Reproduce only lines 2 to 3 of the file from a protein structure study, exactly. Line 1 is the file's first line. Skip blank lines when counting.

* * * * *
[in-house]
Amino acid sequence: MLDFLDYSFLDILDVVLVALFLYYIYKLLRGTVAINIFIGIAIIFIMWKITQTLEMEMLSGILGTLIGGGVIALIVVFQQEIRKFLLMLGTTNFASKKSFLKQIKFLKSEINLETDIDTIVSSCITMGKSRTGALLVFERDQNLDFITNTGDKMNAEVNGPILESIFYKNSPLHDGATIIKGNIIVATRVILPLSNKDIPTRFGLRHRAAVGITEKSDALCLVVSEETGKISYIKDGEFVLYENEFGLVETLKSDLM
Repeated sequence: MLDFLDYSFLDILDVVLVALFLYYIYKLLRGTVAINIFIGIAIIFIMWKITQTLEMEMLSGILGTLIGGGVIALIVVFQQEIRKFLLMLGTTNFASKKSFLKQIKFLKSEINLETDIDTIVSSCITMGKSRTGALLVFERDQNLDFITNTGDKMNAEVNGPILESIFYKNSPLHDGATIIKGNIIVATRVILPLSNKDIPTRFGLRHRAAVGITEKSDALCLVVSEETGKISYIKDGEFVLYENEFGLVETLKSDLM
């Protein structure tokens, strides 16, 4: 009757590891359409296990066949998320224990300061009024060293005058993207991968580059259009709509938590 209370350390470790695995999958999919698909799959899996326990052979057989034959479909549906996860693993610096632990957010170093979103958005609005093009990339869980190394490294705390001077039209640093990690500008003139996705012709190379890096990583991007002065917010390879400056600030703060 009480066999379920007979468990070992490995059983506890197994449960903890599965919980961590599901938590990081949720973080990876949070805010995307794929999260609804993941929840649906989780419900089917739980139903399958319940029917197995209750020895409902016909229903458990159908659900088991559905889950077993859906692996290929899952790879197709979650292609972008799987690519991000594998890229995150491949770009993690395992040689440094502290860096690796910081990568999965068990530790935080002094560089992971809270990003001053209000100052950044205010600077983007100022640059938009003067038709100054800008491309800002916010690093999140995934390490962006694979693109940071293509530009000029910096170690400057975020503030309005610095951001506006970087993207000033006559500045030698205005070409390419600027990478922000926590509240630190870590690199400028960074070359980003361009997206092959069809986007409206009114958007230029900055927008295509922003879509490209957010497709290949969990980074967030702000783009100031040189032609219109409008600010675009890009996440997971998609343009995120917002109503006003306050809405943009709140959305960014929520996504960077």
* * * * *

Amino acid sequence: MLDFLDYSFLDILDVVLVALFLYYIYKLLRGTVAINIFIGIAIIFIMWKITQTLEMEMLSGILGTLIGGGVIALIVVFQQEIRKFLLMLGTTNFASKKSFLKQIKFLKSEINLETDIDTIVSSCITMGKSRTGALLVFERDQNLDFITNTGDKMNAEVNGPILESIFYKNSPLHDGATIIKGNIIVATRVILPLSNKDIPTRFGLRHRAAVGITEKSDALCLVVSEETGKISYIKDGEFVLYENEFGLVETLKSDLM
Repeated sequence: MLDFLDYSFLDILDVVLVALFLYYIYKLLRGTVAINIFIGIAIIFIMWKITQTLEMEMLSGILGTLIGGGVIALIVVFQQEIRKFLLMLGTTNFASKKSFLKQIKFLKSEINLETDIDTIVSSCITMGKSRTGALLVFERDQNLDFITNTGDKMNAEVNGPILESIFYKNSPLHDGATIIKGNIIVATRVILPLSNKDIPTRFGLRHRAAVGITEKSDALCLVVSEETGKISYIKDGEFVLYENEFGLVETLKSDLM